Bill Hines' 1950 Ford

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A photo of the first version of the Lil' Bat taken outside Barris Kustoms in 1958. Jim Semon of Sandusky, Ohio took these photos while he was on a cross-country trip that year. The photo and story appeared in The Rodder's Journal Issue 50. Photo by Jim Semon, courtesy of The Rodder's Journal.
A rear end shot of the Lil' Bat by Jim Semon. Larry Watson's 1958 Ford Thunderbird can be seen in the back of the photo. Photo by Jim Semon, courtesy of The Rodder's Journal.
A photo of the Lil' Bat taken by George Barris at the Lynwood City Hall. Photo courtesy of George Barris.
The Lil Bat parked outside Barris Kustoms.
George Barris mixing paint behind the Lil' Bat after it has been dressed up with scallops.
The second iteration of the Lil' Bat photographed outside the Compton Drive-In
The remains of the third iteration of the Lil' Bat as it appeared in Custom Rodder January 1995. Bill sold the car early in the 1960s, and the new owner had him perform a bunch of new customizing to the body. The front and rear ends were heavily modified, and the chopped top was cut off, as the new owner wanted to fit the Bat with a bubble top. The third iteration of the build was never completed, and the unfinished project was parked outside in the wilds of Michigan.
A recreation of the Lil' Bat by Bill Hines displayed at Darryl Starbird's National Rod & Custom Car Hall of Fame in 2009. Photo by Les Stockton[1]
The Lil' Bat as it sat when it was advertised for sale on Craigslist in May 2011.[2]
In February of 2020, Gene Winfield and a crew of fabricators chopped the top on the car in front of an audience at the 68th annual Detroit Autorama. Photo courtesy of Bill Chapman.
Gene Winfield making a template for the filler panel between the trunk lid and the window. Photo courtesy of Bill Chapman.
Photo courtesy of Bill Chapman.
Photo courtesy of Bill Chapman.
Photo courtesy of Bill Chapman.
Photo courtesy of Bill Chapman.
Photo courtesy of Bill Chapman.

1950 Ford owned and restyled by Bill Hines of Lincoln Park, Michigan. Known as "The Lil Bat", it was featured on the cover of Rod & Custom March 1959 with the following title: "Those fins are still growing."


Started in Ecorse in 1956

Bill started restyling the car in his Ecorse, Michigan shop in 1956.[3] He moved to a new shop on Dix Highway in Lincoln Park, Michigan in 1957 where he continued working on it. Bil chopped the top 4 inches before he gave the front a facelift. A 1951 Ford Meteor grille bar was installed and the headlights were frenched with its stock rings used for a smoother look.


"Those fins are still growing"

Bill hand-formed the fins for the car and installed a set of 1956 Ford taillights. The rear bumper, which was dressed up with a Kaiser bumper guard, had to be widened because of the fins. The body was nosed and decked, and the deck lid corners were rounded. The door handles were removed for a smooth look, and in order to make it low enough, Bill also reworked his own spindle supports up front and installed lowering blocks in the rear. The rear wheel wells were enlarged to give the car a lower profile. Dual spotlights and a set of custom hubcaps made from Oldsmobile and Continental components wrapped up the first iteration of the build.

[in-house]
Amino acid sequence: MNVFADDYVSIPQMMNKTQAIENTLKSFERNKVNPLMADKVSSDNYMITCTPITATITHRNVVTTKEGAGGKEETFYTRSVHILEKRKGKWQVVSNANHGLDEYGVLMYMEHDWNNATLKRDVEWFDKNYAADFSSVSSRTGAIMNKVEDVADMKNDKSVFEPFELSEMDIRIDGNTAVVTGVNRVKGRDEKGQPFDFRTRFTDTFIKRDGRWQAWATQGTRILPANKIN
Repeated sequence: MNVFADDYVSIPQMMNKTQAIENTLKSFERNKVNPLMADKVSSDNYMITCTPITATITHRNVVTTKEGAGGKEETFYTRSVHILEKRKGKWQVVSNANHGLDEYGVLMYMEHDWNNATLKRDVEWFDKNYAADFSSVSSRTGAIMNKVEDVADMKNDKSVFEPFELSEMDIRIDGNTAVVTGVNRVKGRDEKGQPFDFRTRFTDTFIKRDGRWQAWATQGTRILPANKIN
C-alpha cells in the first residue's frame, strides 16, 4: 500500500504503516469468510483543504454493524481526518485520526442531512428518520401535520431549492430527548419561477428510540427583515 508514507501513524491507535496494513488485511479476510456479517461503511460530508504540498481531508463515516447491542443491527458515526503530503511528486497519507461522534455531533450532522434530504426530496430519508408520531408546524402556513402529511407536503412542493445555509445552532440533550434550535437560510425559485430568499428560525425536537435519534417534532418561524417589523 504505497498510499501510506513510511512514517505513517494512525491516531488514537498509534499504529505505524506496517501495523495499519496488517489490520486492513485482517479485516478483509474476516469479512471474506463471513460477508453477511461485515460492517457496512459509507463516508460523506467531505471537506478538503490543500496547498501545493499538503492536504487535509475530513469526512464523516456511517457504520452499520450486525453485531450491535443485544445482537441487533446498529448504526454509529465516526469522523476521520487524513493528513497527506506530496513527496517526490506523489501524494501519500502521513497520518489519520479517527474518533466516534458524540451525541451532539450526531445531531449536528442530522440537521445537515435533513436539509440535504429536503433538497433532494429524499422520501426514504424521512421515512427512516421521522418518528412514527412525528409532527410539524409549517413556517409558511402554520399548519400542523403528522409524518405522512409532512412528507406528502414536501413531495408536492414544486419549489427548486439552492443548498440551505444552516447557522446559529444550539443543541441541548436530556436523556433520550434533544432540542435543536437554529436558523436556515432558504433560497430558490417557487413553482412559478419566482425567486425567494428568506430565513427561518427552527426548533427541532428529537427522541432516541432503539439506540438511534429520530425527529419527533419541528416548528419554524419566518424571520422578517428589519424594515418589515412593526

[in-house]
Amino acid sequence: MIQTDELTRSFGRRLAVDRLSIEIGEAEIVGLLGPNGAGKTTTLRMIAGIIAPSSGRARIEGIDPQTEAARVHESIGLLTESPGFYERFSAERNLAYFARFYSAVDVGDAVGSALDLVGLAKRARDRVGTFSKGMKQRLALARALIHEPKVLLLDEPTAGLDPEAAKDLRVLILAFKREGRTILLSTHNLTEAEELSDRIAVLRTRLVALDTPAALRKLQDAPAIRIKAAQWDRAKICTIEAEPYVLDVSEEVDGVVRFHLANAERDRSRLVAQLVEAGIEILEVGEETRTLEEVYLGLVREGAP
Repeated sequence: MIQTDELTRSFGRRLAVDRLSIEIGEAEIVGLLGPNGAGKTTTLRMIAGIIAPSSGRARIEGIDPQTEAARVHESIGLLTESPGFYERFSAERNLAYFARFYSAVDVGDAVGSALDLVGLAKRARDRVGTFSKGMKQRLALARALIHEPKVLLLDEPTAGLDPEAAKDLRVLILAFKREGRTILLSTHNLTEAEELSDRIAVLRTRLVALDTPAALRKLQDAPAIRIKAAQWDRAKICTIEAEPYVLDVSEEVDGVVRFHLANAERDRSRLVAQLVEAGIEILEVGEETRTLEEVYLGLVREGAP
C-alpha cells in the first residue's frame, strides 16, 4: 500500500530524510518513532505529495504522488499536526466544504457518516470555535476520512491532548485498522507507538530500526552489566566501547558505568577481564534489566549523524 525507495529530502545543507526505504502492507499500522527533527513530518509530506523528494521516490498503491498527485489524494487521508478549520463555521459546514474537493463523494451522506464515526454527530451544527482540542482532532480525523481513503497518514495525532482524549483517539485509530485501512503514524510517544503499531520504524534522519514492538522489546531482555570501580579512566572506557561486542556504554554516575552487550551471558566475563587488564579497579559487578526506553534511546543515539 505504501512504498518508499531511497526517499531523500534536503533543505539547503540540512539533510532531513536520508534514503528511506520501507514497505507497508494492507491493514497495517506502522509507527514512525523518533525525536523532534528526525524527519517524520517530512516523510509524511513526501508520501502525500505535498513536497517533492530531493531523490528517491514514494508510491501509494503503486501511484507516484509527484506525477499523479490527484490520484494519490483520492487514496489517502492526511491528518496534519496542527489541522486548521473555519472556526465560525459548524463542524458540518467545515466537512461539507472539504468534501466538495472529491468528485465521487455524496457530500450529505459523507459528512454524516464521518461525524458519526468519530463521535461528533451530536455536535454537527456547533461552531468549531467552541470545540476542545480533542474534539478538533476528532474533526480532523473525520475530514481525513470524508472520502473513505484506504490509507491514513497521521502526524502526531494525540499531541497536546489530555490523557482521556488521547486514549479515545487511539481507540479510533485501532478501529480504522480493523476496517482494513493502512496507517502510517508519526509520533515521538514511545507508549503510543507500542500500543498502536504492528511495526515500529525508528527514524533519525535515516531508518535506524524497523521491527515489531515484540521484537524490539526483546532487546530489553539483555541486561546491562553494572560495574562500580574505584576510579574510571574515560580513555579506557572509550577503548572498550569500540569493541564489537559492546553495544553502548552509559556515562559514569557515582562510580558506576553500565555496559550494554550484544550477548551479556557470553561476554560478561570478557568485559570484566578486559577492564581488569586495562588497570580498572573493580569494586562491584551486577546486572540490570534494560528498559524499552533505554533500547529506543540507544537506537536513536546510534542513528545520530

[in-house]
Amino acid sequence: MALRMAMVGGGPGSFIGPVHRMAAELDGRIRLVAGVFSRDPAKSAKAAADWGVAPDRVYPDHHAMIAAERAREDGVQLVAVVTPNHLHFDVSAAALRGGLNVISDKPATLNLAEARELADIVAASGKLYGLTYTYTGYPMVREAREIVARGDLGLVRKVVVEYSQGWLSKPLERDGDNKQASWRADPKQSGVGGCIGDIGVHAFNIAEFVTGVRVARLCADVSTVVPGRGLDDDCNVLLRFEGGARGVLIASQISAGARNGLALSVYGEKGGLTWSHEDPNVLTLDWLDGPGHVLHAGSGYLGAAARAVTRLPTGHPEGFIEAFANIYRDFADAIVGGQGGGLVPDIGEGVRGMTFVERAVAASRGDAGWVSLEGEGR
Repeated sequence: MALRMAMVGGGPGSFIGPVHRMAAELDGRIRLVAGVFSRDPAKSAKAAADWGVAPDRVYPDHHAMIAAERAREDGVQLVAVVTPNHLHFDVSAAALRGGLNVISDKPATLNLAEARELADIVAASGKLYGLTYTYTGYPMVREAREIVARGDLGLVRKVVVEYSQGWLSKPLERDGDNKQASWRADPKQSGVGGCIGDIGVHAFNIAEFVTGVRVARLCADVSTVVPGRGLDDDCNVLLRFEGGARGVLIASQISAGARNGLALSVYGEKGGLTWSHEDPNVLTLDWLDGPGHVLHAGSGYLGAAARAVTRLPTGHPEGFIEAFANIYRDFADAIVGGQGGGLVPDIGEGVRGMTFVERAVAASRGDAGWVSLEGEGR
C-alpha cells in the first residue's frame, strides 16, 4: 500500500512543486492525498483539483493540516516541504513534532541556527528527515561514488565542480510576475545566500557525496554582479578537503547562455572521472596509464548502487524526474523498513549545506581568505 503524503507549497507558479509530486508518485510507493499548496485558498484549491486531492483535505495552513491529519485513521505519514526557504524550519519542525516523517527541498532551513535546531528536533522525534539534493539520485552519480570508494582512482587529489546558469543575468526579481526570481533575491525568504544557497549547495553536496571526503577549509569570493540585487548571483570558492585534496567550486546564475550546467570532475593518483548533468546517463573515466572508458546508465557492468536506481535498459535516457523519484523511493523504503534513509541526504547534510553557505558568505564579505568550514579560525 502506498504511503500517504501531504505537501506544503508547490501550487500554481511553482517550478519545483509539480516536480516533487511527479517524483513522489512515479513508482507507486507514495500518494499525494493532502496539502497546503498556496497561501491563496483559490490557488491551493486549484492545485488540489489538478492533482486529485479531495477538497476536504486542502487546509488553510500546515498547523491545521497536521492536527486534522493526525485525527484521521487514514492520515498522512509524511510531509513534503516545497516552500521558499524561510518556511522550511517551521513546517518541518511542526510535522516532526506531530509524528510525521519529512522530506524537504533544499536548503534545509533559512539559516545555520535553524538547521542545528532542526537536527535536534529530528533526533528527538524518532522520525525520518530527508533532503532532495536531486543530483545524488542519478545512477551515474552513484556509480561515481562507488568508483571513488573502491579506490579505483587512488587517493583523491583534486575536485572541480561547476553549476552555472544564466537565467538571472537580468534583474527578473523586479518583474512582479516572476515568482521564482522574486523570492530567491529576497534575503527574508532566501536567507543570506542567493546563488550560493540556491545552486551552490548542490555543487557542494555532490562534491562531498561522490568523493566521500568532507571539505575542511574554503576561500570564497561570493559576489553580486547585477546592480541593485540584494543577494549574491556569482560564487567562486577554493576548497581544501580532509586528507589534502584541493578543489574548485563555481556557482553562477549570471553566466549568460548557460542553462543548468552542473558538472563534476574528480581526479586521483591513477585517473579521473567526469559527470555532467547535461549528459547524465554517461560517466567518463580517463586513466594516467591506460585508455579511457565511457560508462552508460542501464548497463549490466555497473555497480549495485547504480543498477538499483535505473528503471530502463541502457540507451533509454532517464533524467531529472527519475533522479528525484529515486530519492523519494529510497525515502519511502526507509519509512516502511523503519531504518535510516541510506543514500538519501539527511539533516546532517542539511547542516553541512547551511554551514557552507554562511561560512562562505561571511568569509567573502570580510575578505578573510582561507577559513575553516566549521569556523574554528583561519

Completed in California

After completing the build, the Bat made its debut at the 1958 Detroit Autorama. After driving the car to California, Bill applied white-edged gold scallops on the car at Barris Kustoms.


Bubble top

Later in 1958, Bill returned to Michigan with the Bat. He stayed there for a short time before he decided to move permanently to California. He was going to have the car shipped out to him, but that never happened, and he sold it in the early 1960s. The new owner had Bill perform a bunch of new customizing to the body. The front and rear ends were heavily modified, and the chopped top was cut off, as the new owner wanted to fit the Bat with a bubble top.[3]


Abandoned in the wilds of Michigan

The third iteration of the build was never completed, and the unfinished project was parked outside in the wilds of Michigan. The remains of the Bat were shown in Custom Rodder January 1995. At the time the car was still parked outside, and it was in a sad shape.[4]


Sold to Bob Fryz

In May of 2011, the remains of The Bat was advertised for sale on Craigslist. The car was located in Monroe, Michigan, and it was advertised without an asking price. When the car was advertised for sale, an unchopped top had been welded on to the car. The ad was brought to Teddy Zgrzemski's shop on one of his Thursday night hangouts. The ad was passed around and there was a good deal of discussion about whether or not it was the real thing, but Ted could confirm that it was. Bob Fryz of Dearborn, Michigan, one of the attendees called on the ad as soon as he saw it. He jumped into his daily driver, drove over to see it, and bought it. The guy that sold the car on Craigslist was a flipper, and he hadn't owned the car for long. He had bought it from an old guy that had it for years. The unrestored version of the car made its debut at the Billetproof Michigan show May 21, 2011 in Ypsilanti, Michigan.[2]


Chopped at the Detroit Autorama

In February of 2020, Gene Winfield and a crew of fabricators chopped the top on the car in front of an audience at the 68th annual Detroit Autorama.[5]


Magazine Features

Rod & Custom March 1959
Custom Cars September 1959
Custom Rodder January 1960
Trend Book 197 Custom Cars 1961 Annual
Rod & Custom August 1990
Custom Rodder January 1995


References


Sources

Rod & Custom March 1959
Rik Hovig Custom Car Photo Archive
Barris Kustoms Of The 1950s




 

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